The BioAg Alliance
“Earlier this week, the economic value of agricultural biologicals was on prominent display as the agricultural giant Monsanto teamed up with the international microbial expertise of Novozymes to create an initiative called The BioAg Alliance. The arrangement calls for the technologies of both companies to converge in a joint R&D pipeline that will ‘transform research and commercialization of sustainable microbial products that will provide a new platform of solutions for growers around the world.’ While Monsanto has some microbiology capabilities and will maintain its own discovery programs, Novozymes has a laser-sharp focus on microbial fermentation technologies for all manner of consumer products such as the enzymes used in detergents, foods and beverages, biopharmaceuticals, and biofuel production. In the alliance, Novozymes will provide Monsanto with the scale-up and production of microbial products inherent to their leadership in fermentation technologies. Monsanto will leverage its vast field-testing capabilities and be responsible for the registration and commercialization of resulting products. These ‘beyond-the-seed’ technologies are intended to provide additional environmental protection for crops and maximize nutrient utilization, increasing fertilizer efficiency.”—Excerpt from a recent Forbes article·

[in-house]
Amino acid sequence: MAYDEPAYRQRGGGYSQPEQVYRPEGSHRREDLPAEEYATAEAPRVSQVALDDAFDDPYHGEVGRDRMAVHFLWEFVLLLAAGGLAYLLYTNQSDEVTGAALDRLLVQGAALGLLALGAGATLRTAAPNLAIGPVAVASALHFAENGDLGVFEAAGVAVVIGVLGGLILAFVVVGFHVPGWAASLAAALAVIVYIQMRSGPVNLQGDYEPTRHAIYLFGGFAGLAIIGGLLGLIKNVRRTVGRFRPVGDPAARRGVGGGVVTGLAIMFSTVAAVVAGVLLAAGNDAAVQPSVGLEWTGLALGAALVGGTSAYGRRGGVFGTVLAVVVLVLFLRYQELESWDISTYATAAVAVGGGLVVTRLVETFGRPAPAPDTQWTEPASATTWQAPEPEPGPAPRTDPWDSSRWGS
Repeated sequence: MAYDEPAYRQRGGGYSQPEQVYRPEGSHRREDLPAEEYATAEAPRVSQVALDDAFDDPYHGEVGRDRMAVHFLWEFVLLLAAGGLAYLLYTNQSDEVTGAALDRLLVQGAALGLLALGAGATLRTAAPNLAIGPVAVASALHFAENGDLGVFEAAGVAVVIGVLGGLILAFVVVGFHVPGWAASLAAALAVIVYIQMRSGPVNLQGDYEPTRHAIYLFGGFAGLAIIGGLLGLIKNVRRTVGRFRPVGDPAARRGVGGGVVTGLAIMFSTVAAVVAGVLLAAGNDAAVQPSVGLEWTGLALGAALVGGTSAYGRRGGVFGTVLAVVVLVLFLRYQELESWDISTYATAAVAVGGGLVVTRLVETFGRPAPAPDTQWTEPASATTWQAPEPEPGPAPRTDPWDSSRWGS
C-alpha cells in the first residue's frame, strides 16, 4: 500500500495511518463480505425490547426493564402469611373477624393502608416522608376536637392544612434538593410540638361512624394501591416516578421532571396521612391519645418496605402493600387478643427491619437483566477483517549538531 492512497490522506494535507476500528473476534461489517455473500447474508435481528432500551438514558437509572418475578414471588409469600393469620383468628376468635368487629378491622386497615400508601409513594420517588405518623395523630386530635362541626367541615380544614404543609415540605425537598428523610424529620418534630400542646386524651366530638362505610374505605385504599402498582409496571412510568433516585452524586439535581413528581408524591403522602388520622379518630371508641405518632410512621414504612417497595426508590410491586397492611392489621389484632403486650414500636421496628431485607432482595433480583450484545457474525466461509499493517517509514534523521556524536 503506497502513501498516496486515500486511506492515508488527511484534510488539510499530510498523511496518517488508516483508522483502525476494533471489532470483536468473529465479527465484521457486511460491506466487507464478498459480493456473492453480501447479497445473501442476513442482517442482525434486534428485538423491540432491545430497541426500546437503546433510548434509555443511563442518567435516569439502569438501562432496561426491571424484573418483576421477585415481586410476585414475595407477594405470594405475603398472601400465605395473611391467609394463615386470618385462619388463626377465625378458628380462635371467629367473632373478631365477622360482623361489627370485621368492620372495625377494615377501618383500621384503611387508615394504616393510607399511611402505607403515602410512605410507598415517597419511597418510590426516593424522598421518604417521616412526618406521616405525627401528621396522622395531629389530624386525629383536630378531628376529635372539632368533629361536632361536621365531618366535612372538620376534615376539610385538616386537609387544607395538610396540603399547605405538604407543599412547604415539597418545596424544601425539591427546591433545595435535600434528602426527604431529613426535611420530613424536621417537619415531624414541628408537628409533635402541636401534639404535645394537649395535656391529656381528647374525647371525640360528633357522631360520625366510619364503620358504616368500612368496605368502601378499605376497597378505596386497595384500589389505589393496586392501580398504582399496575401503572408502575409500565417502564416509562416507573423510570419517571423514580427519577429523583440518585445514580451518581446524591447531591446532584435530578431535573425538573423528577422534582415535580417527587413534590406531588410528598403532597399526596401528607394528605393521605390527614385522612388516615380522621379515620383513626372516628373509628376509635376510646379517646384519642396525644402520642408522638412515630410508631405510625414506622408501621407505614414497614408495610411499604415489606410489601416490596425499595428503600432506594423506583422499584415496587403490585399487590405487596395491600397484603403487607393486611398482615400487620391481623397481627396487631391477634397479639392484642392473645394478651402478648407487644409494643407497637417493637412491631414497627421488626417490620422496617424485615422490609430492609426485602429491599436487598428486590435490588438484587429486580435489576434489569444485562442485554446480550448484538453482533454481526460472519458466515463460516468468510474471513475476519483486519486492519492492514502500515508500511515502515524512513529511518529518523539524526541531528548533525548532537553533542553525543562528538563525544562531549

American Seed Trade Association president and CEO Andrew W. LaVigne released the following statement on the recent announcement by the U.S. attorney general about individuals charged with conspiring to steal seed and trade secrets of several U.S.-based seed manufacturing companies:
“The American Seed Trade Association is deeply concerned by the action that has led to the arrest of individuals conspiring to steal and export seed products, seed technology and trade secrets developed by U.S. agriculture companies. ASTA has long supported innovation in the U.S. seed and agriculture industry, and the protection of intellectual property rights for these inventions and their inventors.
“We are extremely pleased to see that the matter at hand is being taken seriously by the U.S. government. The swift action sends the message that no matter the nationality, either domestic or international, this practice is unacceptable.
“With a population that is expected to reach over nine billion people in the next several decades, the agriculture sector and its customers will continue to rely upon plant breeding, research and product development to meet the growing world demands for food, feed, fuel and fiber.”